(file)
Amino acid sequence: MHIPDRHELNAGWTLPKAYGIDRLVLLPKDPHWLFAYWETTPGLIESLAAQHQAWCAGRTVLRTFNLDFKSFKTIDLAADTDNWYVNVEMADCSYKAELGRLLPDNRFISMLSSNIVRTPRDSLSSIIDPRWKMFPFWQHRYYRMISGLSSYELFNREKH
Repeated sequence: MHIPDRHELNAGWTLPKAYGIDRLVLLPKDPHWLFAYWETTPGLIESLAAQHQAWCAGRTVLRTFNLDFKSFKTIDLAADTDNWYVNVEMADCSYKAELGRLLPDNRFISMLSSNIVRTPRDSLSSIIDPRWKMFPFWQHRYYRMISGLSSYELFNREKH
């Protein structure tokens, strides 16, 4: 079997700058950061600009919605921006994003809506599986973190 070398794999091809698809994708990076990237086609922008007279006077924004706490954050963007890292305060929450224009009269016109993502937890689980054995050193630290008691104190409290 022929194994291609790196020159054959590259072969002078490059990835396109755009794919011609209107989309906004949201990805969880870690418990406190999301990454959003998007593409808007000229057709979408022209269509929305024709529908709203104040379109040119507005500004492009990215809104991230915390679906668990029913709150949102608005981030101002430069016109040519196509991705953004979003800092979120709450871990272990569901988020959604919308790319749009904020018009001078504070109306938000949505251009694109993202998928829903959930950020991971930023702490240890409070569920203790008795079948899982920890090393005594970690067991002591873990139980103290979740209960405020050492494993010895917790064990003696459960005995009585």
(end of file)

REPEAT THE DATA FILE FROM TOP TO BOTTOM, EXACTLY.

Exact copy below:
Amino acid sequence: MHIPDRHELNAGWTLPKAYGIDRLVLLPKDPHWLFAYWETTPGLIESLAAQHQAWCAGRTVLRTFNLDFKSFKTIDLAADTDNWYVNVEMADCSYKAELGRLLPDNRFISMLSSNIVRTPRDSLSSIIDPRWKMFPFWQHRYYRMISGLSSYELFNREKH
Repeated sequence: MHIPDRHELNAGWTLPKAYGIDRLVLLPKDPHWLFAYWETTPGLIESLAAQHQAWCAGRTVLRTFNLDFKSFKTIDLAADTDNWYVNVEMADCSYKAELGRLLPDNRFISMLSSNIVRTPRDSLSSIIDPRWKMFPFWQHRYYRMISGLSSYELFNREKH
């Protein structure tokens, strides 16, 4: 079997700058950061600009919605921006994003809506599986973190 070398794999091809698809994708990076990237086609922008007279006077924004706490954050963007890292305060929450224009009269016109993502937890689980054995050193630290008691104190409290 022929194994291609790196020159054959590259072969002078490059990835396109755009794919011609209107989309906004949201990805969880870690418990406190999301990454959003998007593409808007000229057709979408022209269509929305024709529908709203104040379109040119507005500004492009990215809104991230915390679906668990029913709150949102608005981030101002430069016109040519196509991705953004979003800092979120709450871990272990569901988020959604919308790319749009904020018009001078504070109306938000949505251009694109993202998928829903959930950020991971930023702490240890409070569920203790008795079948899982920890090393005594970690067991002591873990139980103290979740209960405020050492494993010895917790064990003696459960005995009585």